“Sorry, Bruddah, I dongo to Sand Island!”

24 06 2012

My first trip to Hawaii was in 1973. I was there for nine days awaiting transportation to my next duty station at Johnston Atoll (see earlier posts tagged Johnston Island). While there, I stayed at the Coast Guard Base on Sand Island. Sand Island is a small island situated in the mouth of Honolulu Harbor. There is a single road, cleverly named Sand Island Access Road, leading across a bridge from downtown Honolulu. I don’t know what Sand Island is like today, but in 1973 it was a rough place, somewhat industrialized with docks and stacked freight containers. There also seemed to be a hefty population of homeless people living in makeshift shanties and cardboard boxes along the beach.

You didn’t want to be outside the base gate at night. Up to and while I was there, there had been several murders on Sand Island. It seemed there was a report every night on the local news about another murder on Sand Island.

While there, I didn’t have any responsibilities. I kept busy by helping an older Hawaiian gentleman maintain palm trees on base. My workday was short and I had no one really to report to. It was almost as if I had been forgotten. Not bad duty.

“Bo, you’re one crazy dude!”

The base ran a shuttle van into town about every hour from 8:00 in the morning until around 9:00 PM. The only van driver I recall was a young Coastie who apparently, at some point in his career, had made some bad choices. We’ll call him Bo. Bo had been busted in rank, according to him, three times. He was also fond of the weed. Maybe that had something to do with the stripes missing from his sleeve. Bo would leave the base and drive across the bridge and around to Nimitz Highway which turned into Ala Moana Boulevard.  He would drop off his passengers in front of the office building of the 14th Coast Guard District Headquarters, turn around and then return to the base.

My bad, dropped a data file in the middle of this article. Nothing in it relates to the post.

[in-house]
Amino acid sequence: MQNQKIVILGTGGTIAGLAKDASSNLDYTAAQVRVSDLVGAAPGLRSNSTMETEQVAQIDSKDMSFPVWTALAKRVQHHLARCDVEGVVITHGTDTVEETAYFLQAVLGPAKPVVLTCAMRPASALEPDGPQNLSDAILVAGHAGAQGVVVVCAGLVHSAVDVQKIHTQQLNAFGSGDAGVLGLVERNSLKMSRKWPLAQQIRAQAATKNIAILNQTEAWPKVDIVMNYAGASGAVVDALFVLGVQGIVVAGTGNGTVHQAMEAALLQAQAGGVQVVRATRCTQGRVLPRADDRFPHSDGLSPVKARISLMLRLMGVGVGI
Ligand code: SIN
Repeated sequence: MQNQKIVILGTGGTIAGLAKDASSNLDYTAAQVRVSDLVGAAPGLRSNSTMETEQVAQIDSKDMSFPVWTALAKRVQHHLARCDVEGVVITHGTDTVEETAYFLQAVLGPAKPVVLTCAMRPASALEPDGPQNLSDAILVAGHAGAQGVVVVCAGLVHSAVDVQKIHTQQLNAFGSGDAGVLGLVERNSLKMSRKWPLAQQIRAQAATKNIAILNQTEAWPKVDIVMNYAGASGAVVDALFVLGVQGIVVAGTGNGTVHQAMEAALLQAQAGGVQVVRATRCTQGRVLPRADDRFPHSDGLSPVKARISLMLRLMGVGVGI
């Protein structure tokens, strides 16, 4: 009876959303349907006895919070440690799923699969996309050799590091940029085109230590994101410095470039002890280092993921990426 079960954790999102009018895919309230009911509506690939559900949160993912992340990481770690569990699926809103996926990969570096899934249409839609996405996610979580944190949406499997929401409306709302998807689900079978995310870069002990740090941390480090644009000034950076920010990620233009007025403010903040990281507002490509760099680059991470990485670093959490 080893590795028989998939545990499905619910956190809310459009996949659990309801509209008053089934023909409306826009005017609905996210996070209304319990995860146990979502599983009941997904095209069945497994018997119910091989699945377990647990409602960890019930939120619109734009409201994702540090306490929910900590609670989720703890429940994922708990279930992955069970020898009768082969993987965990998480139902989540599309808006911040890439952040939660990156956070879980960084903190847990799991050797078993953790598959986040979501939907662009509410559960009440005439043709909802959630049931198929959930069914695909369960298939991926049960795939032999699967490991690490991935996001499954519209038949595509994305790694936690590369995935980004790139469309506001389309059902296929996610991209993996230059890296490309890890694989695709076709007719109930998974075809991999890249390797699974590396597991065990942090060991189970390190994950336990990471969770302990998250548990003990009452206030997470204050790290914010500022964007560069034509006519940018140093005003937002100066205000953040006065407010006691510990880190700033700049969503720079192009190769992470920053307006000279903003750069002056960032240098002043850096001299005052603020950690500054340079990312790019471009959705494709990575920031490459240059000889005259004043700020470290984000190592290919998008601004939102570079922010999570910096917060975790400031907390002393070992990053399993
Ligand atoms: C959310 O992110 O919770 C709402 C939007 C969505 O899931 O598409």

I wanted to go downtown so I caught the shuttle. As always, Bo drove down Ala Moana and was approaching his turn-around point when traffic suddenly came to a screeching halt. Perhaps you heard recently that Honolulu has been ranked as the worst city in the United States for traffic. Well, it wasn’t much better then. So here we sat in an un-air conditioned military van, stuck in traffic a mere half block away from the drop-off point.

Bo was not one to follow the rules-again as evidenced by his unadorned uniform sleeve. So he drove up over the curb and onto the sidewalk. He drove down the sidewalk the remaining distance to the corner where he was to turn around. When he got to the corner, I, along with the other passengers got out. Bo just leaned out the window, reached over and pressed the button for the pedestrian crosswalk. When the light changed and the traffic came to a stop, he simply wheeled back out into the street heading back toward the base at Sand Island.

I enjoyed my trip into town and later found a nice restaurant with live entertainment. It was a very Don Ho-ish show featuring some guy singing Hawaiian music, but not Don Ho.

Won’t Someone Take Me Home?

My day having ended, it was time to return to the base. But, I had a problem. While enjoying the music, I had let time slip away and had missed the last shuttle. So, I called a taxi from a public pay phone by the sidewalk in front of a used car lot. The driver picked me up and, of course,  asked me where I wanted to go.

“The Coast Guard Base on Sand Island.” I told him.

“Sorry, bruddah. I dongo to Sand Island.”

The well deserved reputation as a dangerous place had scared him and many other drivers away from Sand Island.

He told me he would take me as far as the bridge. I asked if it would be too far to walk from the bridge and he said, “I canletchu walk, bruddhah. Stoo dangerous.”  So, he assured me he would get me back to the base. He got on his radio and called another cab with a driver who was brave enough to go out onto Sand Island. The driver then took me as far as the bridge and waited there with me for the other taxi to show up and take me the rest of the way. All in all, an interesting day. Certainly not like any day around the house.

USCG Base Honolulu

Coast Gaurd Base Honolulu Front Gate-1973

Coast Guard Base Honolulu Main Gate-2012

Diamond Head from Waikiki-1973